But Savage has continued to get praise from the Texans, even as the results have been mixed. His first two series against Carolina s starting defense were three-and-outs, though he put together a touchdown drive against their backups, completing eight straight passes during a 13-play drive.

I m proud of Tom, Texans coach Bill O Brien said. He s a resilient guy. He s really worked hard to learn our system, he s worked hard in the weight room, he s had to overcome injuries. He s had to overcome a lot, and I think he s doing some good things out here.

O Brien has previously declared Savage his starter, and downplayed the reps Watson got Monday. So for now, Savage can put his stake in the ground, while knowing that eventually, a decision will be made that s out of his control.

Posted by Michael David Smith on August 15, 2017, 5:54 AM EDT.

In 1964, Frank Broyles coached Arkansas to an undefeated season with a couple of players named Jerry Jones and Jimmy Johnson on the team, and an assistant named Barry Switzer on his staff. Jones later bought the Dallas Cowboys and hired first Johnson and then Switzer as his coaches, winning three Super Bowls along the way. And Jones now credits much of his success to Broyles.

Broyles died on Monday at the age of 92, and Jones said no one taught him more about the game than Broyles did.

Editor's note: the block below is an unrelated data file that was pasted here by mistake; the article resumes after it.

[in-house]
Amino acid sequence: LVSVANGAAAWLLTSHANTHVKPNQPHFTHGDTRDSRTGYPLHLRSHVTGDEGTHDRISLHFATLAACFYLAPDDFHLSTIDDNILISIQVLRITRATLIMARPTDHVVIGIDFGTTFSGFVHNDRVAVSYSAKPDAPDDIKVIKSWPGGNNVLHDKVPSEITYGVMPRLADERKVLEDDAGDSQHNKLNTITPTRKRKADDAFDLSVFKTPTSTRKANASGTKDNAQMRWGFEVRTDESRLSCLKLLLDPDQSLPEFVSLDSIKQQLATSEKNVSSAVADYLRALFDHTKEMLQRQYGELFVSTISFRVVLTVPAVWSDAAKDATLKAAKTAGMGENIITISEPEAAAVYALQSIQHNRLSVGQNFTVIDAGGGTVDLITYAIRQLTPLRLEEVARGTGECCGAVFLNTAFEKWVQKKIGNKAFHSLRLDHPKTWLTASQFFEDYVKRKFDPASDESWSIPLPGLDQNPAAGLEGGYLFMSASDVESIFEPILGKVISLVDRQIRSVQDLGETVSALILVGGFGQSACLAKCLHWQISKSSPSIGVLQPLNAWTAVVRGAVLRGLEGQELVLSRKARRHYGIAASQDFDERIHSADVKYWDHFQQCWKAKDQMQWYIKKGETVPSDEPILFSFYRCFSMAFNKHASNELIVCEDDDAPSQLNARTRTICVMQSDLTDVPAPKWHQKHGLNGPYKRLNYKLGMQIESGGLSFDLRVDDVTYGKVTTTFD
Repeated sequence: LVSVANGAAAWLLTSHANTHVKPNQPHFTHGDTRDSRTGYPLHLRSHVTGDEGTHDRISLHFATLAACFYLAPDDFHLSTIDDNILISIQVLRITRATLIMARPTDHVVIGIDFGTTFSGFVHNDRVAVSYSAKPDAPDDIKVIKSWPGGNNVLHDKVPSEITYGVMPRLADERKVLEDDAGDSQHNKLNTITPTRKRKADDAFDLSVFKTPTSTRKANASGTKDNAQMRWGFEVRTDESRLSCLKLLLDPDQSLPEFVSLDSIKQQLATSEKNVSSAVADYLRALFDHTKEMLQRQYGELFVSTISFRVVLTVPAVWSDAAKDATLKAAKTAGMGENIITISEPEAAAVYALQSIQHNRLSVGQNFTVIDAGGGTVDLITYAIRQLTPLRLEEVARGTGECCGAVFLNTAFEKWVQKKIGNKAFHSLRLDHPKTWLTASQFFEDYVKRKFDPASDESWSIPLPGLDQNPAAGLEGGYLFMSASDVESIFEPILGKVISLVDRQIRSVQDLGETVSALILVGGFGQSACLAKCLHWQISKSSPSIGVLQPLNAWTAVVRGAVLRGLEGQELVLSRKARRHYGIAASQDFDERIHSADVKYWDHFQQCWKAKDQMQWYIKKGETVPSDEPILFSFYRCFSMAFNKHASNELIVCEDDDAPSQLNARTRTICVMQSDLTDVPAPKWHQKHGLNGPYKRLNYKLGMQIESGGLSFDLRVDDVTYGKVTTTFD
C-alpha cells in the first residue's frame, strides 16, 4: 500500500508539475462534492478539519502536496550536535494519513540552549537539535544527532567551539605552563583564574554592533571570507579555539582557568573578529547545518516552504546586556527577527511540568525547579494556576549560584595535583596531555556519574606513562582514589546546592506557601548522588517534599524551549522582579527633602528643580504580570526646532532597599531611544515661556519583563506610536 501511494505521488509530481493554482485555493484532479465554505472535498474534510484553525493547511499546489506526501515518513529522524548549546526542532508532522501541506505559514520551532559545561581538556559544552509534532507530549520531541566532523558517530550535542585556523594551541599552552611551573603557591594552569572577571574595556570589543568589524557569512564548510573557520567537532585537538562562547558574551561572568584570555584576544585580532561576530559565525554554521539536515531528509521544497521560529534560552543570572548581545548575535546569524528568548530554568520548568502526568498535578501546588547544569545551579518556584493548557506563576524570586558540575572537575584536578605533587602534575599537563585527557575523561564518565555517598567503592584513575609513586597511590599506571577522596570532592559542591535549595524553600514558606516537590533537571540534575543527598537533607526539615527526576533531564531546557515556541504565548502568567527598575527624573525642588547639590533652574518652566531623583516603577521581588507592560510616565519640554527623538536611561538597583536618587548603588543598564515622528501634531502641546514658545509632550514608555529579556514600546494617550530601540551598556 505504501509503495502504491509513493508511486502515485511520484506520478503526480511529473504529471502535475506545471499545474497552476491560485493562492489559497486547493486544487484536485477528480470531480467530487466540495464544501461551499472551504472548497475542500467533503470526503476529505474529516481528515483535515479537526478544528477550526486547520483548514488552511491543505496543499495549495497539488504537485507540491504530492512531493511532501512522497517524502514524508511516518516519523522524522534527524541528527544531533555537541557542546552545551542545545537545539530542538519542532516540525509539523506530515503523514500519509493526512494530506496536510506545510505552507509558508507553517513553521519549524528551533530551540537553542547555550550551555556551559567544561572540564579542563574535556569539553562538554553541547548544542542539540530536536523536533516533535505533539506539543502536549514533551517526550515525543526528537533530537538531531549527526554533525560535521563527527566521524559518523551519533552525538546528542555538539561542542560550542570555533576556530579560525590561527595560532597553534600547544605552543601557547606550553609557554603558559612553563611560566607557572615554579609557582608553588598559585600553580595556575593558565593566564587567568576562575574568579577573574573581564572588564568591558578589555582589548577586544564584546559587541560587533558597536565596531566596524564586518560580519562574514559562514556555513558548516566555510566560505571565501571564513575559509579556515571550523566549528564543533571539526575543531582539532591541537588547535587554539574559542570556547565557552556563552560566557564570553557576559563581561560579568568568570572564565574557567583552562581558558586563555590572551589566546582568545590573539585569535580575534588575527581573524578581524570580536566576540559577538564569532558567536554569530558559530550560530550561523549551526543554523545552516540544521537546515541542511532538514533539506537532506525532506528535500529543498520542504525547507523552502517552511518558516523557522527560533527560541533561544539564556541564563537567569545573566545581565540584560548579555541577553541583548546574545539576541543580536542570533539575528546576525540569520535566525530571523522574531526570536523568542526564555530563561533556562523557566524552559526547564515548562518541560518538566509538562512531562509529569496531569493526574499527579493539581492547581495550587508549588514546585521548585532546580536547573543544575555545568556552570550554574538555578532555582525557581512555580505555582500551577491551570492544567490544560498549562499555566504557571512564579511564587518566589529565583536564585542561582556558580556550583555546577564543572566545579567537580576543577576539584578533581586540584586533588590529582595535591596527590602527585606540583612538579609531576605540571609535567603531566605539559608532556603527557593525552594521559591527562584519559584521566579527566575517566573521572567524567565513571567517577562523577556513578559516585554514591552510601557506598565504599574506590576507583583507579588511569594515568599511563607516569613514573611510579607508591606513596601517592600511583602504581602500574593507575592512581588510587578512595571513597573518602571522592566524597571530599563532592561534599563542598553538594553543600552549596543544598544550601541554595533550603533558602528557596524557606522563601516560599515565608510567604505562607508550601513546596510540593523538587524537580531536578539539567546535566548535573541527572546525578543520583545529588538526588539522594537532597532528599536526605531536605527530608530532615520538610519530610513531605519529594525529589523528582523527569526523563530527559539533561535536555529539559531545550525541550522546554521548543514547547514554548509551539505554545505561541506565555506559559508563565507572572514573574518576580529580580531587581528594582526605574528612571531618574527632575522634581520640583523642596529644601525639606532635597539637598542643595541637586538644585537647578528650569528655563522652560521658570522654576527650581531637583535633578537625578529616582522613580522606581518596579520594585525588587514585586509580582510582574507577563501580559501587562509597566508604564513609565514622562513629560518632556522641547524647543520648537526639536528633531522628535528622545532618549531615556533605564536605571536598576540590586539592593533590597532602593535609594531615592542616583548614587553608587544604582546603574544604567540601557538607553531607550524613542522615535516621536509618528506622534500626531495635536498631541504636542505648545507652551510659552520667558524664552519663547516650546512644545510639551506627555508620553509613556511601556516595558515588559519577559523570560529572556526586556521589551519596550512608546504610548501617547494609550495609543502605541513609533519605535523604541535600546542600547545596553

Coach Broyles was a life changing influence for me both from a personal and professional perspective, Jones said in a statement. He was the singular most important man of sports in the history of the State of Arkansas, and his impact on the game of football across our country was just as significant. Outside of my father, Frank Broyles was the most influential man in my life. Coach Broyles’ name, his legacy, and spirit will continue to guide and grow collegiate athletics in this country for as long as young men and women aspire to compete and prosper from all of the virtues and life lessons that athletic competition provides.

A quarterback at Georgia Tech, Broyles threw for 304 yards in the 1945 Orange Bowl, an Orange Bowl record that stood until Tom Brady broke it in 2000. He was a 1946 third-round draft pick of the Chicago Bears, but he never played in the NFL. He began his coaching career as an assistant at Baylor in 1947, then worked as an assistant for Florida and Georgia Tech. He spent one season as head coach at Missouri in 1957, then became head coach at Arkansas in 1958 until he retired in 1976. His Arkansas teams finished in the Top 10 nine times, and he was selected to the College Football Hall of Fame in 1983.

Posted by Darin Gantt on August 15, 2017, 5:53 AM EDT.